The Garmin wearable aviation solutions include our D2 series pilot watches, which offer a built-in worldwide aviation navigation database and more alongside multisport and smartwatch features. Designed specifically for aviators, the current D2 series can display weather information (METARS and TAFs) as well as weather radar from an internet connected smartphone. Other flight information capabilities include a moving map overlaid with the aircraft’s position, HSI navigation, Zulu/UTC time and more. With a built-in baro-adjustable altimeter, vibrating alerts based on altitude can be activated to remind a pilot to activate supplemental oxygen or perform other time critical tasks. The D2 Delta series watches also include multisport features with wrist-based heart rate monitoring, smartwatch capabilities, music storage capabilities, and a wrist-based pulse oximeter sensor available on the D2 Delta PX. Our VIRB aviation action camera products provide pilots a comprehensive solution to record their flights, with the ability to integrate air traffic control communications to the audio recording, filter out prop distortion and overlay speed, altitude, G-force and more for enhanced post flight analysis.

 

inReach satellite communications and services provide the ability to stay in touch globally. Send and receive messages, navigate your route, track and share your journey and, if necessary, trigger an SOS to get emergency help from a 24/7 global monitoring center via the 100% global Iridium® satellite network.

 

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Services –

 

Mobile Applications –

 

Garmin Pilot™ is a premium, global app for iOS or Android mobile devices used for flight planning, filing a flight plan, in flight navigation, and automatic flight logging. It offers a comprehensive and simplified experience to access a wealth of information during any particular phase of the flight including weight and balance, performance, and trip calculations, checklists, airport information, weather, traffic, 3D Vision virtual perspective view of surrounding terrain, a digital document viewer, a scratch pad, geo-referenced sectional and approach charts, wireless database updating, ADS-B weather and traffic as well as SiriusXM radio and weather (subscription required). It incorporates global or regional navigation databases and charting options from Garmin as well as optional Jeppesen data and charts. While internet connected, the app provides access to comprehensive global weather information, as available per region, that generally includes weather radar, weather report (METARS), forecasts (TAFs), weather alerts (AIRMETS/SIGMETS), pilot reports, satellite imagery (visible and IR), winds and temperature aloft, lightning data, and notices to airmen (NOTAM). Garmin Pilot is the cornerstone of Garmin’s connected cockpit, for example when connected wirelessly with G1000® NXi, a host of benefits become available including automated database updates for the avionics, flight plan transfer, weather and traffic streaming, real-time engine information and much more. Garmin Pilot™ is also wirelessly compatible with select aera® series portables, D2™ aviator watches, G3X Touch™ flight displays, GTX™ series transponders, VIRB® action cameras, inReach® communicators and much more.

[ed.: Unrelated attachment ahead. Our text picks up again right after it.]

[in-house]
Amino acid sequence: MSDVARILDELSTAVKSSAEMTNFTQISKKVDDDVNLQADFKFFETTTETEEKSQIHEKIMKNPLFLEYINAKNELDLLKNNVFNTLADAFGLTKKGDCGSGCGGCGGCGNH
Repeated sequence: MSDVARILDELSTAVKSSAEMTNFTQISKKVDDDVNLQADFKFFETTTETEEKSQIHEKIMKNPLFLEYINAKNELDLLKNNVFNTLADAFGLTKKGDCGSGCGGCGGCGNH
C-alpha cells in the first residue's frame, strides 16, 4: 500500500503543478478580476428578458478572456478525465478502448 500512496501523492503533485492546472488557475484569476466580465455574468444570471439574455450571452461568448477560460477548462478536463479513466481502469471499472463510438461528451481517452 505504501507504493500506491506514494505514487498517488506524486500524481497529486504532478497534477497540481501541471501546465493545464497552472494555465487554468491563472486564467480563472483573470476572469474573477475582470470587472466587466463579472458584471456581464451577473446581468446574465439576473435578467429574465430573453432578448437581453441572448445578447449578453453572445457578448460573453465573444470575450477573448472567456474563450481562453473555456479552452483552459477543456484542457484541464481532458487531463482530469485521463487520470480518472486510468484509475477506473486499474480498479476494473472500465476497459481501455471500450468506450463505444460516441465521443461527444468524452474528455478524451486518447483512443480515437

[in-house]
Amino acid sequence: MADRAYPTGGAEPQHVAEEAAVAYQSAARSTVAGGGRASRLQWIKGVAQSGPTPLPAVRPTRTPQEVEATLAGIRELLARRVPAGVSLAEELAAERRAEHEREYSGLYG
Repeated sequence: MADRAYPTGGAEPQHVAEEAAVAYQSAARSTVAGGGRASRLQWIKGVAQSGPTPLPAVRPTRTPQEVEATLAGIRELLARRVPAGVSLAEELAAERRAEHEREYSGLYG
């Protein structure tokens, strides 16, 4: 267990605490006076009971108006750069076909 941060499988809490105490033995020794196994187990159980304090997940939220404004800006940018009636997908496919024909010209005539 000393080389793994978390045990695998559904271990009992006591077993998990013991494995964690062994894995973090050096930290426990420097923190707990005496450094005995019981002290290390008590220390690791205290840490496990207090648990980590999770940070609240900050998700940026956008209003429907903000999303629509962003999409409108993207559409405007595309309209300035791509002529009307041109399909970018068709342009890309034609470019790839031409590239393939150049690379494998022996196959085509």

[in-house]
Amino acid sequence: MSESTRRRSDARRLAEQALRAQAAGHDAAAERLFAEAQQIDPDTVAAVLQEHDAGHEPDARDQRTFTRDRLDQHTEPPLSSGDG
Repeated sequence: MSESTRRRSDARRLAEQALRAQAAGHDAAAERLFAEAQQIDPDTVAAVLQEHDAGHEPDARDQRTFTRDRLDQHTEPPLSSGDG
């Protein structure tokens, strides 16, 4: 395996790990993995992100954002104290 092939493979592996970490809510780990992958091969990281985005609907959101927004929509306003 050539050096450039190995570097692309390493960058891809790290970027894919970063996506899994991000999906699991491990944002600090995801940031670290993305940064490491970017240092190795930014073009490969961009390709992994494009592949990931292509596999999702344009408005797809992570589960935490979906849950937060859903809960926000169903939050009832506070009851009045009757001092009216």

Additionally, the FltPlan® Go app offers pilots a free, advertisement supported, alternative to Garmin Pilot and is available for iOS, Android, Windows and Mac. The FltTrack™ app, available for iOS and Android, allows users to view flights by aircraft registration on high-resolution, full-screen maps with weather radar. Flight details include both filed and actual departure times and filed/amended routes. The FltLogic® app is the mobile companion to the FltLogic scheduling website and is available for iOS and Android. It allows pilots and passengers to stay up to date with scheduled flights and provides administrators the ability to create and edit events from their mobile device.

 

Web Services –

 

Pilots and operators can utilize a variety of Garmin web applications before, during and after flights. FltPlan.com is the core of these applications and is trusted by pilots and flight departments to plan and file more flight plans than any other provider. It is renowned for fuel burn accuracy, reliable flight times, accurate routing and features performance profiles for more than 320 aircraft models from experimental aircraft to inter-continental business jets.

 

FltPlan.com offers a suite of comprehensive trip services designed to help support pilots and flight departments. Services include Pre-departure clearances, runway analysis, eAPIS, international handling, privacy services with DOT COM call signs, flight tracking, fleet management and flight logistics/scheduling.

 

For flight scheduling, FltLogic.com offers a comprehensive suite of features from trip requests and approvals to flight planning and post-flight reporting to meet complex and changing operational needs. FltPlan® Manager is an integrated, web-based fleet tracking program designed specifically for charter operations, large flight departments, and fractional operations. It offers operators better insight and control of their fleet from a single administrative account. FltSafety.com is a safety management system website that assists pilots and flight departments in managing potential hazards and risks and ensuring overall safety within flight operations.

 

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Aviation Databases –